One study showed that women who had cesarean deliveries were almost twice as likely to be rehospitalized than women who had vaginal deliveries.
Studies have shown elective cesarean won't prevent pelvic-floor dysfunction and accompanying laxity in vaginal muscles and future urinary incontinence.
There's evidence that cesarean birth may also lead to significant problems immediately after delivery and beyond. While it may seem that a baby lifted from the uterus would be nearly perfect, having suffered few consequences of the treacherous trip through the birth canal, such babies actually experience lower Apgar scores, accidental wounds, more respiratory distress and a higher rate of breastfeeding difficulties, colic and overall fussiness in the postpartum period. Mothers may experience increased risk of prematurity in a subsequent birth.
A European study demonstrated that baby's immune response may also be affected by surgical delivery. Compared with babies delivered vaginally, those born by cesarean section were four times as likely to suffer diarrhea and sensitization to food allergens such as cow's milk. It has been suggested that cesarean section alters or delays normal bacterial growth in the gut, which in turn impacts development of the immune system.
The American College of Obstetricians and Gynecologists (ACOG) Opinion on Elective Cesarean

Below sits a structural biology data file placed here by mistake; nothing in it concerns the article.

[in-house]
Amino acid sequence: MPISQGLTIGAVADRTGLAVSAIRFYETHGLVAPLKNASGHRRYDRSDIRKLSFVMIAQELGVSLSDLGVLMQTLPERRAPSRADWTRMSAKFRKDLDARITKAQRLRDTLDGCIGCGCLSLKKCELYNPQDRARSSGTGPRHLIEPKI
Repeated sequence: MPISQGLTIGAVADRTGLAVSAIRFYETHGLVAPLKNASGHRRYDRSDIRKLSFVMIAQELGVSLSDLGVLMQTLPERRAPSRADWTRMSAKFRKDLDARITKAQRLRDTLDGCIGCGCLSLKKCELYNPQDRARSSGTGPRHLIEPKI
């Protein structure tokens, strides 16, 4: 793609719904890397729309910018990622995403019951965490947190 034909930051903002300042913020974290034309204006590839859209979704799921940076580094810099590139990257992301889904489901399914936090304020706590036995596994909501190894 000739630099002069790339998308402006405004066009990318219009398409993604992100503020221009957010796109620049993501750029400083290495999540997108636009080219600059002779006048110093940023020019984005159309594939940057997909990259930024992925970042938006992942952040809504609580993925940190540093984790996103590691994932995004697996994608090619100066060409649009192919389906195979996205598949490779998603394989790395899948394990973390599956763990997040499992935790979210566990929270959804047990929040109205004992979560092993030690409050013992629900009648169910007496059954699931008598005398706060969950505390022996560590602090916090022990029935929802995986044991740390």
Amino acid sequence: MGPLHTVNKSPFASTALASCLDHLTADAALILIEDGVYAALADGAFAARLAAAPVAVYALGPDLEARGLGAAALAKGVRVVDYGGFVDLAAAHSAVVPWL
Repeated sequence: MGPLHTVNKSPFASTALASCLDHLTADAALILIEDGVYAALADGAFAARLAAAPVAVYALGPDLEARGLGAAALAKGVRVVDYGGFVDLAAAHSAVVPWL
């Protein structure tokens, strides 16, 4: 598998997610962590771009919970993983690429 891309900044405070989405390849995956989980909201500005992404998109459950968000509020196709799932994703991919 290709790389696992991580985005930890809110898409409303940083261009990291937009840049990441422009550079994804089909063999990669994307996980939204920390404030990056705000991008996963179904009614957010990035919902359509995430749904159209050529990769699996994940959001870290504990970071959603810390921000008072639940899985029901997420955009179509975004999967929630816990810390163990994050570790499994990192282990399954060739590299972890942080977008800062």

The American College of Obstetricians and Gynecologists considers elective cesarean an ethical dilemma and neither condemns nor supports the practice. ACOG states that the ultimate decision should hinge upon the patient's concerns and the physician's understanding of the procedure's risks and benefits. In Valerie's situation, if the obstetrician believes that cesarean holds minimal risks for her and her baby, he may agree to perform the surgery. If, however, the doctor feels that a vaginal birth would be in her best interest and cannot persuade her, he is ethically bound to refer her to another health-care provider. It's almost always possible to find a physician who will perform cesarean on demand.
Some care providers fear the litigation associated with vaginal birth in a woman who has previously asked about elective cesarean. In addition, a provider's compensation for cesarean can be 10 times greater than the compensation for vaginal birth.